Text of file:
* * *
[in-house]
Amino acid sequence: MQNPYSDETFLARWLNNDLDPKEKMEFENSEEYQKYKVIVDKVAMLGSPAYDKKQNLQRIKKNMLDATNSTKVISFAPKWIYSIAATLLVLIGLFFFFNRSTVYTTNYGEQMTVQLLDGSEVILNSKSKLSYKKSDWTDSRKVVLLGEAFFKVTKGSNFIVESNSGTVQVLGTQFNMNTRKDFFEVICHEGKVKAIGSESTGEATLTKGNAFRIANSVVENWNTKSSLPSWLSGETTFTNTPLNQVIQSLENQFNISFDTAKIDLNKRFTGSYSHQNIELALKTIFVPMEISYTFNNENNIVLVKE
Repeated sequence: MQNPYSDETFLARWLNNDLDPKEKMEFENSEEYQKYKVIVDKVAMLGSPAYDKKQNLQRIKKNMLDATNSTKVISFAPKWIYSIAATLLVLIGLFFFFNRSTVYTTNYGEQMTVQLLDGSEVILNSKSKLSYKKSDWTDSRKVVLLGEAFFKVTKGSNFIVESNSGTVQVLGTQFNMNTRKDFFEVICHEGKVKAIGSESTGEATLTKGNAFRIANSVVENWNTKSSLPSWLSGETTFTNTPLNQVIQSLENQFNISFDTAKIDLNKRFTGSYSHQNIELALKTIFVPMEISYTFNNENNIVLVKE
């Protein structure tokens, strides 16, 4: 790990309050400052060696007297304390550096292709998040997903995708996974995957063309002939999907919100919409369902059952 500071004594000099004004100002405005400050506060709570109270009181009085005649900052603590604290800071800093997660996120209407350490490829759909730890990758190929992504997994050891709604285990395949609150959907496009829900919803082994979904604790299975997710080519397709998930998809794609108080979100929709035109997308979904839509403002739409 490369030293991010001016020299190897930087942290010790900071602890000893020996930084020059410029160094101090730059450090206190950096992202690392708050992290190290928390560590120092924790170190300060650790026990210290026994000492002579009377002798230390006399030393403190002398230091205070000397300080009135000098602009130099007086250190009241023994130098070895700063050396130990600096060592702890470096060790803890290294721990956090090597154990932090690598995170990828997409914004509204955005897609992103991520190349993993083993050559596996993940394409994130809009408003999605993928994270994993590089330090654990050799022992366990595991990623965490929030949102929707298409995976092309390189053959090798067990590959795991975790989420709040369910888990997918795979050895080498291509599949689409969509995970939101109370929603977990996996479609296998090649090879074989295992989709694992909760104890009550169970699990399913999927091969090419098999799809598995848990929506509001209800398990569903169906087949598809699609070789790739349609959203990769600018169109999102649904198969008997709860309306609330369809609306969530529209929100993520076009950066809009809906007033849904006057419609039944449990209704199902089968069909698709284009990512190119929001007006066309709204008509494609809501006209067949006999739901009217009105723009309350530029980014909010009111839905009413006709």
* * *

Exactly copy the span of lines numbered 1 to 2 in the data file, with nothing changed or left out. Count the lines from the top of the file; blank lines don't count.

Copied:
[in-house]
Amino acid sequence: MQNPYSDETFLARWLNNDLDPKEKMEFENSEEYQKYKVIVDKVAMLGSPAYDKKQNLQRIKKNMLDATNSTKVISFAPKWIYSIAATLLVLIGLFFFFNRSTVYTTNYGEQMTVQLLDGSEVILNSKSKLSYKKSDWTDSRKVVLLGEAFFKVTKGSNFIVESNSGTVQVLGTQFNMNTRKDFFEVICHEGKVKAIGSESTGEATLTKGNAFRIANSVVENWNTKSSLPSWLSGETTFTNTPLNQVIQSLENQFNISFDTAKIDLNKRFTGSYSHQNIELALKTIFVPMEISYTFNNENNIVLVKE